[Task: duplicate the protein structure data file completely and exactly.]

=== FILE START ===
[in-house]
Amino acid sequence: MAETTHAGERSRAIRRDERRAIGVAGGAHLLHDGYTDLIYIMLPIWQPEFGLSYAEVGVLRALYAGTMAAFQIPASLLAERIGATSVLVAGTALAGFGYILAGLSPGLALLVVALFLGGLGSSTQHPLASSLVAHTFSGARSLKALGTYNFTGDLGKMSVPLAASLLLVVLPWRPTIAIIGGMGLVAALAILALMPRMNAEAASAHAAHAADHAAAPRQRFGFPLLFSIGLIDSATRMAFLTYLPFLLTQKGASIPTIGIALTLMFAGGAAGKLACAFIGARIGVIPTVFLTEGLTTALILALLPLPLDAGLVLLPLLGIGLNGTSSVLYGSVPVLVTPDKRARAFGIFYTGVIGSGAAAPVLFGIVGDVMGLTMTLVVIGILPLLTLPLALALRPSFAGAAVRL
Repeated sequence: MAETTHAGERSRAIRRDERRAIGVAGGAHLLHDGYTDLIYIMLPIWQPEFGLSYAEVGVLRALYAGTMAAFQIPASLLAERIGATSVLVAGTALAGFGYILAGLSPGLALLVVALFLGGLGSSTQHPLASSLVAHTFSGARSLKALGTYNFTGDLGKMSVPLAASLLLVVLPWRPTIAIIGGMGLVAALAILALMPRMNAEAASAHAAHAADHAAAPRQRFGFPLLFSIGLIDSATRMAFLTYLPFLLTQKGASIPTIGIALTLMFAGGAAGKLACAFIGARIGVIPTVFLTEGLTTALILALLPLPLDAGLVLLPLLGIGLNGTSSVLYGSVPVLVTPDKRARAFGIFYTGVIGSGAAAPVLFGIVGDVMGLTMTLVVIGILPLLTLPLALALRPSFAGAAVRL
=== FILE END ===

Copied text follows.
[in-house]
Amino acid sequence: MAETTHAGERSRAIRRDERRAIGVAGGAHLLHDGYTDLIYIMLPIWQPEFGLSYAEVGVLRALYAGTMAAFQIPASLLAERIGATSVLVAGTALAGFGYILAGLSPGLALLVVALFLGGLGSSTQHPLASSLVAHTFSGARSLKALGTYNFTGDLGKMSVPLAASLLLVVLPWRPTIAIIGGMGLVAALAILALMPRMNAEAASAHAAHAADHAAAPRQRFGFPLLFSIGLIDSATRMAFLTYLPFLLTQKGASIPTIGIALTLMFAGGAAGKLACAFIGARIGVIPTVFLTEGLTTALILALLPLPLDAGLVLLPLLGIGLNGTSSVLYGSVPVLVTPDKRARAFGIFYTGVIGSGAAAPVLFGIVGDVMGLTMTLVVIGILPLLTLPLALALRPSFAGAAVRL
Repeated sequence: MAETTHAGERSRAIRRDERRAIGVAGGAHLLHDGYTDLIYIMLPIWQPEFGLSYAEVGVLRALYAGTMAAFQIPASLLAERIGATSVLVAGTALAGFGYILAGLSPGLALLVVALFLGGLGSSTQHPLASSLVAHTFSGARSLKALGTYNFTGDLGKMSVPLAASLLLVVLPWRPTIAIIGGMGLVAALAILALMPRMNAEAASAHAAHAADHAAAPRQRFGFPLLFSIGLIDSATRMAFLTYLPFLLTQKGASIPTIGIALTLMFAGGAAGKLACAFIGARIGVIPTVFLTEGLTTALILALLPLPLDAGLVLLPLLGIGLNGTSSVLYGSVPVLVTPDKRARAFGIFYTGVIGSGAAAPVLFGIVGDVMGLTMTLVVIGILPLLTLPLALALRPSFAGAAVRL